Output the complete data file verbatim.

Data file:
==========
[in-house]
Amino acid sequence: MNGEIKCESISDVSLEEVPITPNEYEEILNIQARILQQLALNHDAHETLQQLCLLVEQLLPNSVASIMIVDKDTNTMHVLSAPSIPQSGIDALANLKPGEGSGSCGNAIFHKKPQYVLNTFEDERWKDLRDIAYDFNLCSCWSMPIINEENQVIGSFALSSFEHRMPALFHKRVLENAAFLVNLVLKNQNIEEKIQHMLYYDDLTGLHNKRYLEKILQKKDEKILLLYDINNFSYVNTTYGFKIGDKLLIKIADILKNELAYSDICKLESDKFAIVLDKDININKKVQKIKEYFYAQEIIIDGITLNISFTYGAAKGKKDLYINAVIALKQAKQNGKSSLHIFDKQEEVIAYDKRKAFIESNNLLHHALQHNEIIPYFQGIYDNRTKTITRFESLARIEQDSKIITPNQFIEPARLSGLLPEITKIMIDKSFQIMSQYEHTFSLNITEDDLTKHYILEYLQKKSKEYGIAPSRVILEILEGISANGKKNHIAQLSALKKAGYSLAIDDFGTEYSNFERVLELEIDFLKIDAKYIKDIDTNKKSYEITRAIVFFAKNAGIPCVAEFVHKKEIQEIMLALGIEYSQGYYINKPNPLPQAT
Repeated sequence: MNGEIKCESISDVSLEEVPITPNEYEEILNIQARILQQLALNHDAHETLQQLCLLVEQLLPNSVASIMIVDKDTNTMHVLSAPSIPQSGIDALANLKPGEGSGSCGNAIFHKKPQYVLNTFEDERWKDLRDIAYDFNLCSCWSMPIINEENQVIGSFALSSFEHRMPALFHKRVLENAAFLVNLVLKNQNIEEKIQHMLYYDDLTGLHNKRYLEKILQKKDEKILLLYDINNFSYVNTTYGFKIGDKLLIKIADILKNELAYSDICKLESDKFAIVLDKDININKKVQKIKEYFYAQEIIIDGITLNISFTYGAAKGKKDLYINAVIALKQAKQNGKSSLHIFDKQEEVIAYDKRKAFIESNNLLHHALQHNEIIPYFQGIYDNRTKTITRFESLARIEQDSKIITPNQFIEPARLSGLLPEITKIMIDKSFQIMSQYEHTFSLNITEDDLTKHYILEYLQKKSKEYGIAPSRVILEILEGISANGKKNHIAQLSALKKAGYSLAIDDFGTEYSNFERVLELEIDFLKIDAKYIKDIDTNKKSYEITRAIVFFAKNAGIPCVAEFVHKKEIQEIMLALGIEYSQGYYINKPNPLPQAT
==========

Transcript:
[in-house]
Amino acid sequence: MNGEIKCESISDVSLEEVPITPNEYEEILNIQARILQQLALNHDAHETLQQLCLLVEQLLPNSVASIMIVDKDTNTMHVLSAPSIPQSGIDALANLKPGEGSGSCGNAIFHKKPQYVLNTFEDERWKDLRDIAYDFNLCSCWSMPIINEENQVIGSFALSSFEHRMPALFHKRVLENAAFLVNLVLKNQNIEEKIQHMLYYDDLTGLHNKRYLEKILQKKDEKILLLYDINNFSYVNTTYGFKIGDKLLIKIADILKNELAYSDICKLESDKFAIVLDKDININKKVQKIKEYFYAQEIIIDGITLNISFTYGAAKGKKDLYINAVIALKQAKQNGKSSLHIFDKQEEVIAYDKRKAFIESNNLLHHALQHNEIIPYFQGIYDNRTKTITRFESLARIEQDSKIITPNQFIEPARLSGLLPEITKIMIDKSFQIMSQYEHTFSLNITEDDLTKHYILEYLQKKSKEYGIAPSRVILEILEGISANGKKNHIAQLSALKKAGYSLAIDDFGTEYSNFERVLELEIDFLKIDAKYIKDIDTNKKSYEITRAIVFFAKNAGIPCVAEFVHKKEIQEIMLALGIEYSQGYYINKPNPLPQAT
Repeated sequence: MNGEIKCESISDVSLEEVPITPNEYEEILNIQARILQQLALNHDAHETLQQLCLLVEQLLPNSVASIMIVDKDTNTMHVLSAPSIPQSGIDALANLKPGEGSGSCGNAIFHKKPQYVLNTFEDERWKDLRDIAYDFNLCSCWSMPIINEENQVIGSFALSSFEHRMPALFHKRVLENAAFLVNLVLKNQNIEEKIQHMLYYDDLTGLHNKRYLEKILQKKDEKILLLYDINNFSYVNTTYGFKIGDKLLIKIADILKNELAYSDICKLESDKFAIVLDKDININKKVQKIKEYFYAQEIIIDGITLNISFTYGAAKGKKDLYINAVIALKQAKQNGKSSLHIFDKQEEVIAYDKRKAFIESNNLLHHALQHNEIIPYFQGIYDNRTKTITRFESLARIEQDSKIITPNQFIEPARLSGLLPEITKIMIDKSFQIMSQYEHTFSLNITEDDLTKHYILEYLQKKSKEYGIAPSRVILEILEGISANGKKNHIAQLSALKKAGYSLAIDDFGTEYSNFERVLELEIDFLKIDAKYIKDIDTNKKSYEITRAIVFFAKNAGIPCVAEFVHKKEIQEIMLALGIEYSQGYYINKPNPLPQAT